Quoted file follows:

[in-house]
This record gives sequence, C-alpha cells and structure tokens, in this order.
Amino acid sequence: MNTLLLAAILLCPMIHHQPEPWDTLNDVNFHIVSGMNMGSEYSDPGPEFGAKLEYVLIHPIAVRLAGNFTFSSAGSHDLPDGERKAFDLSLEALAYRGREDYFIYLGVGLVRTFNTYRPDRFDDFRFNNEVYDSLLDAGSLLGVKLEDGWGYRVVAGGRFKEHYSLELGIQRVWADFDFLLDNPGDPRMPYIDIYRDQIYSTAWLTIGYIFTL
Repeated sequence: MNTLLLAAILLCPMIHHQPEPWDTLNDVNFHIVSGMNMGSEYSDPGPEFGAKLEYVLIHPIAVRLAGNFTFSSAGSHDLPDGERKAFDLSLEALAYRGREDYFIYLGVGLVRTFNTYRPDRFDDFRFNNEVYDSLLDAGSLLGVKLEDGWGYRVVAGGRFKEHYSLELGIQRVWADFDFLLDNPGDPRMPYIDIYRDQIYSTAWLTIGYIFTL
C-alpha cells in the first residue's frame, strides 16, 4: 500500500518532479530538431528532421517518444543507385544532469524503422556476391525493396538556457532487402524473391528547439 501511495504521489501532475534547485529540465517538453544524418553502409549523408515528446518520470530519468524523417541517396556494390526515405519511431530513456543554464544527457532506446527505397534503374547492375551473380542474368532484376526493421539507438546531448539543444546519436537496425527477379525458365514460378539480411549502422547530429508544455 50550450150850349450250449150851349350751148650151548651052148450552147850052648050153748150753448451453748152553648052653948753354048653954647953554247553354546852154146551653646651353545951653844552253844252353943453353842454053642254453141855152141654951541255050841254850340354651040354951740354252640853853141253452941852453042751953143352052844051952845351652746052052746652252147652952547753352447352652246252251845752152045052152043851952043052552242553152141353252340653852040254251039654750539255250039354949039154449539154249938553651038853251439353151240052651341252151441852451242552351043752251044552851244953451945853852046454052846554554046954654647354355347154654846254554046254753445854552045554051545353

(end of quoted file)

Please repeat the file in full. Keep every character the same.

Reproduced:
[in-house]
This record gives sequence, C-alpha cells and structure tokens, in this order.
Amino acid sequence: MNTLLLAAILLCPMIHHQPEPWDTLNDVNFHIVSGMNMGSEYSDPGPEFGAKLEYVLIHPIAVRLAGNFTFSSAGSHDLPDGERKAFDLSLEALAYRGREDYFIYLGVGLVRTFNTYRPDRFDDFRFNNEVYDSLLDAGSLLGVKLEDGWGYRVVAGGRFKEHYSLELGIQRVWADFDFLLDNPGDPRMPYIDIYRDQIYSTAWLTIGYIFTL
Repeated sequence: MNTLLLAAILLCPMIHHQPEPWDTLNDVNFHIVSGMNMGSEYSDPGPEFGAKLEYVLIHPIAVRLAGNFTFSSAGSHDLPDGERKAFDLSLEALAYRGREDYFIYLGVGLVRTFNTYRPDRFDDFRFNNEVYDSLLDAGSLLGVKLEDGWGYRVVAGGRFKEHYSLELGIQRVWADFDFLLDNPGDPRMPYIDIYRDQIYSTAWLTIGYIFTL
C-alpha cells in the first residue's frame, strides 16, 4: 500500500518532479530538431528532421517518444543507385544532469524503422556476391525493396538556457532487402524473391528547439 501511495504521489501532475534547485529540465517538453544524418553502409549523408515528446518520470530519468524523417541517396556494390526515405519511431530513456543554464544527457532506446527505397534503374547492375551473380542474368532484376526493421539507438546531448539543444546519436537496425527477379525458365514460378539480411549502422547530429508544455 50550450150850349450250449150851349350751148650151548651052148450552147850052648050153748150753448451453748152553648052653948753354048653954647953554247553354546852154146551653646651353545951653844552253844252353943453353842454053642254453141855152141654951541255050841254850340354651040354951740354252640853853141253452941852453042751953143352052844051952845351652746052052746652252147652952547753352447352652246252251845752152045052152043851952043052552242553152141353252340653852040254251039654750539255250039354949039154449539154249938553651038853251439353151240052651341252151441852451242552351043752251044552851244953451945853852046454052846554554046954654647354355347154654846254554046254753445854552045554051545353